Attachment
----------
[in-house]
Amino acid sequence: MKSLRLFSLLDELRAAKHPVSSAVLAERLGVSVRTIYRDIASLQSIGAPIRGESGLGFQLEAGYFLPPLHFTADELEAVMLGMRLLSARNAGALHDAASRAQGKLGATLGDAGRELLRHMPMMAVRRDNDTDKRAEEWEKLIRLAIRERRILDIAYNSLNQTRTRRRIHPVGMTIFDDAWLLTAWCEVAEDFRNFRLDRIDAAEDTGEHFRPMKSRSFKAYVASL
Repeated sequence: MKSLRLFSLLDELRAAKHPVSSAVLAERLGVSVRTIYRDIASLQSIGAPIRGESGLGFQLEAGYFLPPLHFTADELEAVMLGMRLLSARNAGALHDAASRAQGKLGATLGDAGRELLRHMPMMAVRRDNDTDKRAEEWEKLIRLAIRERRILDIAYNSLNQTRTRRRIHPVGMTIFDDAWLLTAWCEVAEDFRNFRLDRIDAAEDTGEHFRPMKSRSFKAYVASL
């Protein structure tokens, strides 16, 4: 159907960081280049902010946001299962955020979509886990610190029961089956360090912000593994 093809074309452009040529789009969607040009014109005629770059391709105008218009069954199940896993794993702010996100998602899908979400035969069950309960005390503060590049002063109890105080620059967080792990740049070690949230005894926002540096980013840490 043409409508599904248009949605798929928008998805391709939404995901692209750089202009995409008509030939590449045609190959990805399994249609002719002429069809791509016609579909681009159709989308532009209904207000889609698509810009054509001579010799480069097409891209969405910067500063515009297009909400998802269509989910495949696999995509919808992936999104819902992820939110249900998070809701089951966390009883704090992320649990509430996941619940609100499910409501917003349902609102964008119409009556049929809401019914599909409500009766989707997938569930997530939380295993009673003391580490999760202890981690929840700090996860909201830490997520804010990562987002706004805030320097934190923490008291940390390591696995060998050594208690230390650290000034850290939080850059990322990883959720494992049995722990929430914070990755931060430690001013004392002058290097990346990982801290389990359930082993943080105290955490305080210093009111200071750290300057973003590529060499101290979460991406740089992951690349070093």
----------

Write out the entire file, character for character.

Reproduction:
[in-house]
Amino acid sequence: MKSLRLFSLLDELRAAKHPVSSAVLAERLGVSVRTIYRDIASLQSIGAPIRGESGLGFQLEAGYFLPPLHFTADELEAVMLGMRLLSARNAGALHDAASRAQGKLGATLGDAGRELLRHMPMMAVRRDNDTDKRAEEWEKLIRLAIRERRILDIAYNSLNQTRTRRRIHPVGMTIFDDAWLLTAWCEVAEDFRNFRLDRIDAAEDTGEHFRPMKSRSFKAYVASL
Repeated sequence: MKSLRLFSLLDELRAAKHPVSSAVLAERLGVSVRTIYRDIASLQSIGAPIRGESGLGFQLEAGYFLPPLHFTADELEAVMLGMRLLSARNAGALHDAASRAQGKLGATLGDAGRELLRHMPMMAVRRDNDTDKRAEEWEKLIRLAIRERRILDIAYNSLNQTRTRRRIHPVGMTIFDDAWLLTAWCEVAEDFRNFRLDRIDAAEDTGEHFRPMKSRSFKAYVASL
């Protein structure tokens, strides 16, 4: 159907960081280049902010946001299962955020979509886990610190029961089956360090912000593994 093809074309452009040529789009969607040009014109005629770059391709105008218009069954199940896993794993702010996100998602899908979400035969069950309960005390503060590049002063109890105080620059967080792990740049070690949230005894926002540096980013840490 043409409508599904248009949605798929928008998805391709939404995901692209750089202009995409008509030939590449045609190959990805399994249609002719002429069809791509016609579909681009159709989308532009209904207000889609698509810009054509001579010799480069097409891209969405910067500063515009297009909400998802269509989910495949696999995509919808992936999104819902992820939110249900998070809701089951966390009883704090992320649990509430996941619940609100499910409501917003349902609102964008119409009556049929809401019914599909409500009766989707997938569930997530939380295993009673003391580490999760202890981690929840700090996860909201830490997520804010990562987002706004805030320097934190923490008291940390390591696995060998050594208690230390650290000034850290939080850059990322990883959720494992049995722990929430914070990755931060430690001013004392002058290097990346990982801290389990359930082993943080105290955490305080210093009111200071750290300057973003590529060499101290979460991406740089992951690349070093």